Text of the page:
Tag Archives: Firearms Directive

European Commission: Banning bullets – do it for the Birds!

Trying to ban guns was not successful – next: Ban on bullets!

EU Commission has asked ECHA (European Chemical Agency) to conduct study and consultation to ban lead bullets. [1] To avoid mistakes done with misguided firearms directive, like missing impact assessment, they have started a public consultation for restrictions of Lead in shot in wetlands AND ”Any other uses of lead ammunition (than lead in shot in wetlands), including hunting in other terrains than wetlands and target shooting. Lead weights for fishing.”

According to their statement ”Modern lead-free ’gunshot cartriges, such as steel cartridges, are suitable for all types of hunting in wetlands and are widely available.”

In other words, EU is currently asking for public feedback on commission plan to ban lead (and copper) on ammunition – using the environment as an excuse.

The attempt to ban concerns [2] ammunition which contains lead in concentrations greater than 1% by weight, for shooting with a shot gun within a wetland or where spent gunshot would land within a wetland, including shooting ranges or shooting grounds in wetlands. And in addition there is another parallel study on restriction on ”other ammunition” meaning lead-based rifle and pistol ammunition. In other words – pretty much all ammunition.

Problem 1:
The definition used for defining the wetland is the following [1]
“areas of marsh, fen, peatland or water, whether natural or artificial, permanent or temporary, with water that is static or flowing, fresh, brackish or salt, including areas of marine water the depth of which at low tide does not exceed six metres”.

The Ramsar definition of wetlands is a comprehensive and internationally recognised definition but it means that lead bullets will be banned up to 24,3% of surface area in for example Sweden.

Problem 2:
All current rifles would not be usable anymore. This includes pistols as well. Long range shooting would become impossible for civilians. This is because for any kind of accuracy bullet stability is essential. The issue comes from barrel twist, which is usually calculated with Millers formula which is slightly improved version of classical Greenhill formula, which indicates that bullet material density matters – when for example calculating values for .308, for which barrel twist is usually 12 inches with traditional lead ammunition, corresponding rifle twist for example copper bullets would be about 9,5 inches. This means that your expensive rifle just became unsuitable for ammunition currently available.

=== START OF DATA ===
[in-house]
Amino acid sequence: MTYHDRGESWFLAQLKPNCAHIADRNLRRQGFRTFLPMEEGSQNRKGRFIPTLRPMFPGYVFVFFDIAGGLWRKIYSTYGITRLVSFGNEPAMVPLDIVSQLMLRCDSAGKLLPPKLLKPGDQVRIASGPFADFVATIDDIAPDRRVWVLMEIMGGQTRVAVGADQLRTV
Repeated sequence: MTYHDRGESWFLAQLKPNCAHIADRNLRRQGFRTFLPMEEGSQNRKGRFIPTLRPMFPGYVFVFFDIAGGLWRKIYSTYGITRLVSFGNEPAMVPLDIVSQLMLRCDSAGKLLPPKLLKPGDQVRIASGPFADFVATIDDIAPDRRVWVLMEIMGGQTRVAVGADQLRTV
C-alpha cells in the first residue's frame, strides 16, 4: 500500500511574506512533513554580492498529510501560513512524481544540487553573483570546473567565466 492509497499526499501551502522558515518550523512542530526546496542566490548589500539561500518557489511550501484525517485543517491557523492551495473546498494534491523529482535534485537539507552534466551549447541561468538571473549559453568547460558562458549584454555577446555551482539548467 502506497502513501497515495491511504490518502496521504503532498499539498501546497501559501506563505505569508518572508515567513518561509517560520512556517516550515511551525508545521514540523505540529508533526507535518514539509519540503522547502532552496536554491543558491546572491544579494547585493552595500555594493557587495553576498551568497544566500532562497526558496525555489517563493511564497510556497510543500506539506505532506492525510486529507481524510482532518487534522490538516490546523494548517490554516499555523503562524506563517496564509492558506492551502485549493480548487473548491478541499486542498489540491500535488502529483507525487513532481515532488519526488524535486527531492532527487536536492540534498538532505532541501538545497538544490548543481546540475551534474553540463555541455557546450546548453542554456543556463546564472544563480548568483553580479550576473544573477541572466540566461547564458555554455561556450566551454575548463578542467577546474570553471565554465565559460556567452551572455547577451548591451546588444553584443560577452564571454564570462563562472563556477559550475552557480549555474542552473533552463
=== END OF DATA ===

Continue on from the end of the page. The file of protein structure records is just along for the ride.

Problem 3:
In addition to this – its not only hunters who are going to be royally shafted with this restriction:
It pretty much makes sportshooting impossible by banning .22 ammunition, which we all know is mostly lead.

Problem 4:
Steel, which is considered to be suitable ”cheap” enough alternative wears out barrels like there is no tomorrow.

Problem 5:
It is also classified in many countries as armor piercing round material, which means steel bullets are banned.

Problem 6:
Not all shotguns are rated for steel shots. The hunters would have to in some cases buy new shotguns.

According to commission, all of this is ok, because it provides ”Increased (long-term) opportunitiesfor birdwatching.” [2]

Solution:

The public consultation on this proposed restriction will start on 21 June 2017 and end on 21 December 2017, which means that YOU should provide feedback as soon as possible to by reading and providing information according to document [2] .

It is of utmost importance to get involved in this, both on as individuals, and as hunting and sport-shooting organizations because, ECHA considers only the environmental perspective – which according to past does not pain a pretty picture.

For example banning of copper shots has been already proposed. The biggest problem, according to our sources is that at the moment is that for example Danmarks Jaegerforbund lobbies hard for banning lead ammunition by sending out strong signal that lead can be replaced easily in all ammunition, including .22. In addition to this, they claimed that NORMA is already researching steel ammunition for other calibers for civilian market. According to ECHA, there should be zero-tolerance for lead, which means most likely long term campaign

What can I do:

– Spread information. Get your own hunting and sport shooting association to participate and provide their statement for the public consultation! Provide statement as an individual. Clock is ticking!

Would you like to know more?
Check our partner Gunsweek’s article about this particular topic: